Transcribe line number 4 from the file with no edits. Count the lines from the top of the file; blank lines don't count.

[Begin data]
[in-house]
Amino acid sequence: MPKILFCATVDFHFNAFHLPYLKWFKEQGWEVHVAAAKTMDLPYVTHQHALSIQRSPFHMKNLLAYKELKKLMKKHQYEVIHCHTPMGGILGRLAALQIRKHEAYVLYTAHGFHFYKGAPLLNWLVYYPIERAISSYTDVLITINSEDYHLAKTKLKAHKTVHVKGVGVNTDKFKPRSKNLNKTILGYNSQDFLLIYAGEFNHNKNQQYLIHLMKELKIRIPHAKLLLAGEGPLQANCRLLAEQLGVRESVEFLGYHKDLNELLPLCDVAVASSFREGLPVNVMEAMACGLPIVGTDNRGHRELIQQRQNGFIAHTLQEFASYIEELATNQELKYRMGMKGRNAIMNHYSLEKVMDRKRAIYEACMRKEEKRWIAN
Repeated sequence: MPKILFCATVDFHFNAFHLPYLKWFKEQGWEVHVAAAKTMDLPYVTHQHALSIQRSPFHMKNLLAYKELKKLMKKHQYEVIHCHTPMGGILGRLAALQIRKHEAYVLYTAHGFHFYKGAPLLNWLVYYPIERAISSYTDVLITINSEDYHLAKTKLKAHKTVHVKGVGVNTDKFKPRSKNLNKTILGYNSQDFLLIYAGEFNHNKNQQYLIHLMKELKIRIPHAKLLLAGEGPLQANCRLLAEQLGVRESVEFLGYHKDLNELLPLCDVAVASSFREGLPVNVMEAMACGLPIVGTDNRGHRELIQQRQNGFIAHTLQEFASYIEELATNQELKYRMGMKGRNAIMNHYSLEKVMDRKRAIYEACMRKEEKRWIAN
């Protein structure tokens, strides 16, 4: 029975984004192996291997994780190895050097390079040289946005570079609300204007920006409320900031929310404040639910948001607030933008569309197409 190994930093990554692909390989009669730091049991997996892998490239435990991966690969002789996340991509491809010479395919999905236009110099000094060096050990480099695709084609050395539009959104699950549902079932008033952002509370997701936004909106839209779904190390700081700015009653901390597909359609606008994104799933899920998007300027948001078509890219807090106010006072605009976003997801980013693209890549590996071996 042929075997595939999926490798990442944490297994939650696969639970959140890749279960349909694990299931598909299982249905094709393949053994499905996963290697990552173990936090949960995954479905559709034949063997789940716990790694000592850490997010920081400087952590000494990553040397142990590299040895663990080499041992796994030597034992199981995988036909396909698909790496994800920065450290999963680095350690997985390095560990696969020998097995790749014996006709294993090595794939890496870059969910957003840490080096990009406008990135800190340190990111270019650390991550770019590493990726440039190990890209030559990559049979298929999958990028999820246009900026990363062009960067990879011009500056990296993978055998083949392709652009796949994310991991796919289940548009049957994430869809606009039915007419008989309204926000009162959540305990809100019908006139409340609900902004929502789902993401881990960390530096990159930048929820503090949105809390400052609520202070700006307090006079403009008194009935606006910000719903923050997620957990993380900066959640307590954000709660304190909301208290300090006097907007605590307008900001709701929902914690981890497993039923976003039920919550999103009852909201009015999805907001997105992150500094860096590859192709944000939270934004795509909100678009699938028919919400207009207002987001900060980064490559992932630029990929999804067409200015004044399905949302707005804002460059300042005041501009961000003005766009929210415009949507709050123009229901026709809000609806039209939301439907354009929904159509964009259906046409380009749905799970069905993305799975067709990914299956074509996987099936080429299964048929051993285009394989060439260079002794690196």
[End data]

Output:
């Protein structure tokens, strides 16, 4: 029975984004192996291997994780190895050097390079040289946005570079609300204007920006409320900031929310404040639910948001607030933008569309197409 190994930093990554692909390989009669730091049991997996892998490239435990991966690969002789996340991509491809010479395919999905236009110099000094060096050990480099695709084609050395539009959104699950549902079932008033952002509370997701936004909106839209779904190390700081700015009653901390597909359609606008994104799933899920998007300027948001078509890219807090106010006072605009976003997801980013693209890549590996071996 042929075997595939999926490798990442944490297994939650696969639970959140890749279960349909694990299931598909299982249905094709393949053994499905996963290697990552173990936090949960995954479905559709034949063997789940716990790694000592850490997010920081400087952590000494990553040397142990590299040895663990080499041992796994030597034992199981995988036909396909698909790496994800920065450290999963680095350690997985390095560990696969020998097995790749014996006709294993090595794939890496870059969910957003840490080096990009406008990135800190340190990111270019650390991550770019590493990726440039190990890209030559990559049979298929999958990028999820246009900026990363062009960067990879011009500056990296993978055998083949392709652009796949994310991991796919289940548009049957994430869809606009039915007419008989309204926000009162959540305990809100019908006139409340609900902004929502789902993401881990960390530096990159930048929820503090949105809390400052609520202070700006307090006079403009008194009935606006910000719903923050997620957990993380900066959640307590954000709660304190909301208290300090006097907007605590307008900001709701929902914690981890497993039923976003039920919550999103009852909201009015999805907001997105992150500094860096590859192709944000939270934004795509909100678009699938028919919400207009207002987001900060980064490559992932630029990929999804067409200015004044399905949302707005804002460059300042005041501009961000003005766009929210415009949507709050123009229901026709809000609806039209939301439907354009929904159509964009259906046409380009749905799970069905993305799975067709990914299956074509996987099936080429299964048929051993285009394989060439260079002794690196």